Privacy Is Under Siege at Work, at Home, and Online
The assurances are not enough for Butler, who also was unsettled to hear of an internal hospital memo awarding cash prizes to staffers who sign up the most patients for Medscape passwords. "I don't want to be part of a contest in my doctor's office," says Butler, wrinkling his nose. "I'm usually not squeamish about data on the Net, but this scares the heck out of me."
Here's how to better shield your medical records:
Read before you sign. Edit release forms before signing them to limit who will receive access to your medical data.
Consider all tests. Don't take genetic tests unless medically necessary. If the results are disseminated, they could affect your future job and insurance prospects. -D.H.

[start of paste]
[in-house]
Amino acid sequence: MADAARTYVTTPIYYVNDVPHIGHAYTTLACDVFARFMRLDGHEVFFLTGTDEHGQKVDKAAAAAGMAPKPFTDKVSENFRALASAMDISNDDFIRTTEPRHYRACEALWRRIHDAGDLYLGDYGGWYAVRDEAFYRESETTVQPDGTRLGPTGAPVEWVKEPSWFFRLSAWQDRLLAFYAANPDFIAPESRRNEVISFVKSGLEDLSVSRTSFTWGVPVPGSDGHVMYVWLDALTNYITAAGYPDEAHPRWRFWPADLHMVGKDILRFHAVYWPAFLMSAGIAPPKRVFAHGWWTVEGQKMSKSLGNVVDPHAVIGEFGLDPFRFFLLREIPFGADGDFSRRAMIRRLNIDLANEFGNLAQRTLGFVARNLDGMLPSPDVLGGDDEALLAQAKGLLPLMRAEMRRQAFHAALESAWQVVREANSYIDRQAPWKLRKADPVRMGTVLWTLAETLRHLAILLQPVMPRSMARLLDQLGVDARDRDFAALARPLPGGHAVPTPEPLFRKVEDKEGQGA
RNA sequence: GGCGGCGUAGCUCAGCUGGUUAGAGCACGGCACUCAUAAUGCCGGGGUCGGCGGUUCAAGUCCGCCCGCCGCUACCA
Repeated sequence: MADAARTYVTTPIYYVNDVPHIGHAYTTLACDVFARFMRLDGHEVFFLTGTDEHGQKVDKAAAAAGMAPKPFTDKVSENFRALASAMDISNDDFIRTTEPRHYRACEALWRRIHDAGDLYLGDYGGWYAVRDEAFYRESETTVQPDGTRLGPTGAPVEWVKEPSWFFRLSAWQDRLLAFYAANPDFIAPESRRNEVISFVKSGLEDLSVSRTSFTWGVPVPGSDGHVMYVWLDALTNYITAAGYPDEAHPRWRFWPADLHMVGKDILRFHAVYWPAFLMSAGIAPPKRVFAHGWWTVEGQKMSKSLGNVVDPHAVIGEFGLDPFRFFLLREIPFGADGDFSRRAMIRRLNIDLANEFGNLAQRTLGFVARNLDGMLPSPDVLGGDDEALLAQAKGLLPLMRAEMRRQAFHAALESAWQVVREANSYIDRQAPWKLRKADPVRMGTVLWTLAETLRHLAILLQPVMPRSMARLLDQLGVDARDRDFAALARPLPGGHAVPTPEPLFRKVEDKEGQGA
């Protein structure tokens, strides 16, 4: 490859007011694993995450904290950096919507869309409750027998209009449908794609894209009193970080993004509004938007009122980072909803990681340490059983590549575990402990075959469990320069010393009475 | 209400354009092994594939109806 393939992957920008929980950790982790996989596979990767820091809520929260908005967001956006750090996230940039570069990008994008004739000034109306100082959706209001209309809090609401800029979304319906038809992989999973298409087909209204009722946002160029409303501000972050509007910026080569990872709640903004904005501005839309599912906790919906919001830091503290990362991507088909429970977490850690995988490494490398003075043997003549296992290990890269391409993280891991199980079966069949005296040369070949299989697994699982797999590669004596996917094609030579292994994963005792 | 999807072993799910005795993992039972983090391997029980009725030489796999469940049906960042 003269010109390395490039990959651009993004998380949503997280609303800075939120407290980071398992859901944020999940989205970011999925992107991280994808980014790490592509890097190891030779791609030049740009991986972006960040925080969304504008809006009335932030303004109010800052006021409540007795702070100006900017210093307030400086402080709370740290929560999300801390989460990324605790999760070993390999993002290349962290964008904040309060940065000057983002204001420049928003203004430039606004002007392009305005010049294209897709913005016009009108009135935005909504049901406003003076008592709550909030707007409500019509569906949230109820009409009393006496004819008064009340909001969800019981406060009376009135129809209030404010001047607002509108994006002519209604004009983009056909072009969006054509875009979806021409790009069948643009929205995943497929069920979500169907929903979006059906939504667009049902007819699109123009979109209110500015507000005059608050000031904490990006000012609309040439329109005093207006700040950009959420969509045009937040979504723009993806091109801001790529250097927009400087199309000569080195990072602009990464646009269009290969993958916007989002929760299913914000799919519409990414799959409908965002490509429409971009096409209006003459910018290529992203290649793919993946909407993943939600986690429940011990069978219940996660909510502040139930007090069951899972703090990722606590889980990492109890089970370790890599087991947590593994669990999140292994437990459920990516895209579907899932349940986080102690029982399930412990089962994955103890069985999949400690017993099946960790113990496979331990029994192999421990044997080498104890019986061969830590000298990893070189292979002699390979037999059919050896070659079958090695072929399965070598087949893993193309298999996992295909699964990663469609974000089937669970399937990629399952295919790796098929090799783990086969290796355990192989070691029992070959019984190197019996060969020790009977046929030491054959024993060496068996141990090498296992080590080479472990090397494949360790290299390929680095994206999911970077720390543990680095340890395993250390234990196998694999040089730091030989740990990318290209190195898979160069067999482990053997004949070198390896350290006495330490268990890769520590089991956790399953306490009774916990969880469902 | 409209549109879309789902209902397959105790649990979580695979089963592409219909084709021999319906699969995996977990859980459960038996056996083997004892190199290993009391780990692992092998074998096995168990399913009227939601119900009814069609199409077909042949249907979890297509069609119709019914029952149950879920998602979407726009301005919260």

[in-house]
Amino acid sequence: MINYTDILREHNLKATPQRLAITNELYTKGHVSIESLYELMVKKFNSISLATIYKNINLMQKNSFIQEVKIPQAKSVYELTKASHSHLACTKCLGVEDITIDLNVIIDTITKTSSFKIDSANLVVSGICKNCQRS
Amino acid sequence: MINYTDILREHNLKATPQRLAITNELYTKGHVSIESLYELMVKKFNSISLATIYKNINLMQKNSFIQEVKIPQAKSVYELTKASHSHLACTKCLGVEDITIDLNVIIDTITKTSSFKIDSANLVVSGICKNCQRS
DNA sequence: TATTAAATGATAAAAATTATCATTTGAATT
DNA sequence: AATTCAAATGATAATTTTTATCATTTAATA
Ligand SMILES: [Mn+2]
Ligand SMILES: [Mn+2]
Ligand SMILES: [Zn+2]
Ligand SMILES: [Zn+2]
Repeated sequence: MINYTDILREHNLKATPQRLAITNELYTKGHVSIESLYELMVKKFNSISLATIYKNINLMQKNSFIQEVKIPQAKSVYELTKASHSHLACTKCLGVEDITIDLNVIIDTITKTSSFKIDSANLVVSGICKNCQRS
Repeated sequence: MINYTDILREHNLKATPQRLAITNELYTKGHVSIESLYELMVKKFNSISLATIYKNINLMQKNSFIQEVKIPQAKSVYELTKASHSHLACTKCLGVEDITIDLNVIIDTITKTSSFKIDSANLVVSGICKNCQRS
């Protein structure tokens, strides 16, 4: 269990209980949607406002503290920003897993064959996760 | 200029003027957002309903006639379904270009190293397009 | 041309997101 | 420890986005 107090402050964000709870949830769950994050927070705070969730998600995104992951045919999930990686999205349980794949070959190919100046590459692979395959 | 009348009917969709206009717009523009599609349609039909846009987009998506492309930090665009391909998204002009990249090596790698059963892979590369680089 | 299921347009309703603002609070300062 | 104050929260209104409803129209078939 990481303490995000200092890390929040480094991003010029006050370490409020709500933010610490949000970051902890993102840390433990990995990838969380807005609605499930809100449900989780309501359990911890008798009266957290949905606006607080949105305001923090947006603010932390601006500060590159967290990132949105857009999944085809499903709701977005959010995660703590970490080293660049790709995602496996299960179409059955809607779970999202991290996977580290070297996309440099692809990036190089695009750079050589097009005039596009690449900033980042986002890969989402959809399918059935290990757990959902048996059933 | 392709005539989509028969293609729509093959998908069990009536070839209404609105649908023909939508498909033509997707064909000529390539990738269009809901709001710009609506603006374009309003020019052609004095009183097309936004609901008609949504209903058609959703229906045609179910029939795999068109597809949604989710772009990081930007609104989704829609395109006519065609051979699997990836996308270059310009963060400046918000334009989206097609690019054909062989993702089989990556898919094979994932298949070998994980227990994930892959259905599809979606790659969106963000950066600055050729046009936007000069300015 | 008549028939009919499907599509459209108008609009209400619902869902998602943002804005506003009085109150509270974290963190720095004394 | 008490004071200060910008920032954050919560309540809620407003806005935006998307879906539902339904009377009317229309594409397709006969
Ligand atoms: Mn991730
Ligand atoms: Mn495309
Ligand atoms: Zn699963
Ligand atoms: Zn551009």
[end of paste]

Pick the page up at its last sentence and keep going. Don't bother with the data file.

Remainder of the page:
WHERE TO LEARN MORE
Workplace. Visit www.aclu.org to read more about employee monitoring.
Financial. The Federal Trade Commission's booklet, ID Theft: When Bad Things Happen To Your Good Name, is available at www.consumer.gov/idtheft.
Internet. Fed up with DoubleClick cookie crumbs? Follow the prompts at www.doubleclick.net/us/ to opt out.
Medical. Learn how to get a copy of your file from the Medical Information Bureau at www.healthprivacy.org.
With Margaret A. Mannix